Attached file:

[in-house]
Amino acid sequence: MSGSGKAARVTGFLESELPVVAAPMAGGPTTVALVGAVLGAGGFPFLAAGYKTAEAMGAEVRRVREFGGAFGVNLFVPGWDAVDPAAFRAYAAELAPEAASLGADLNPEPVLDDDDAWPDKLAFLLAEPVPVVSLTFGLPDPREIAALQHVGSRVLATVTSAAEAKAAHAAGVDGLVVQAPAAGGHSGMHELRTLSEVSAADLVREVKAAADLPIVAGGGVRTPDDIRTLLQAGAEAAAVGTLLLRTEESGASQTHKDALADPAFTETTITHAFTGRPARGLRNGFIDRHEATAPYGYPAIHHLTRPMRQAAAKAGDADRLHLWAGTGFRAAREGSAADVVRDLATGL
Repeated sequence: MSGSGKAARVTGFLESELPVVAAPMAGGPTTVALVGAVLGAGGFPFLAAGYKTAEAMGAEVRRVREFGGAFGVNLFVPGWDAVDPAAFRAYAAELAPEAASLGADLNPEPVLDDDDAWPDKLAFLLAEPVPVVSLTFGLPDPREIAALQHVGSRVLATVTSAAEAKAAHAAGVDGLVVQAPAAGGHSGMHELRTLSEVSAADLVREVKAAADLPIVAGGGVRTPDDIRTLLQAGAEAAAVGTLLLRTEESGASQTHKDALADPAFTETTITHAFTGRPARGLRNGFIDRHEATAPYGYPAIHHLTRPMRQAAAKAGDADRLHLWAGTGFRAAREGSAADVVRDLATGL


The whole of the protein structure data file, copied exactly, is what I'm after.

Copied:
[in-house]
Amino acid sequence: MSGSGKAARVTGFLESELPVVAAPMAGGPTTVALVGAVLGAGGFPFLAAGYKTAEAMGAEVRRVREFGGAFGVNLFVPGWDAVDPAAFRAYAAELAPEAASLGADLNPEPVLDDDDAWPDKLAFLLAEPVPVVSLTFGLPDPREIAALQHVGSRVLATVTSAAEAKAAHAAGVDGLVVQAPAAGGHSGMHELRTLSEVSAADLVREVKAAADLPIVAGGGVRTPDDIRTLLQAGAEAAAVGTLLLRTEESGASQTHKDALADPAFTETTITHAFTGRPARGLRNGFIDRHEATAPYGYPAIHHLTRPMRQAAAKAGDADRLHLWAGTGFRAAREGSAADVVRDLATGL
Repeated sequence: MSGSGKAARVTGFLESELPVVAAPMAGGPTTVALVGAVLGAGGFPFLAAGYKTAEAMGAEVRRVREFGGAFGVNLFVPGWDAVDPAAFRAYAAELAPEAASLGADLNPEPVLDDDDAWPDKLAFLLAEPVPVVSLTFGLPDPREIAALQHVGSRVLATVTSAAEAKAAHAAGVDGLVVQAPAAGGHSGMHELRTLSEVSAADLVREVKAAADLPIVAGGGVRTPDDIRTLLQAGAEAAAVGTLLLRTEESGASQTHKDALADPAFTETTITHAFTGRPARGLRNGFIDRHEATAPYGYPAIHHLTRPMRQAAAKAGDADRLHLWAGTGFRAAREGSAADVVRDLATGL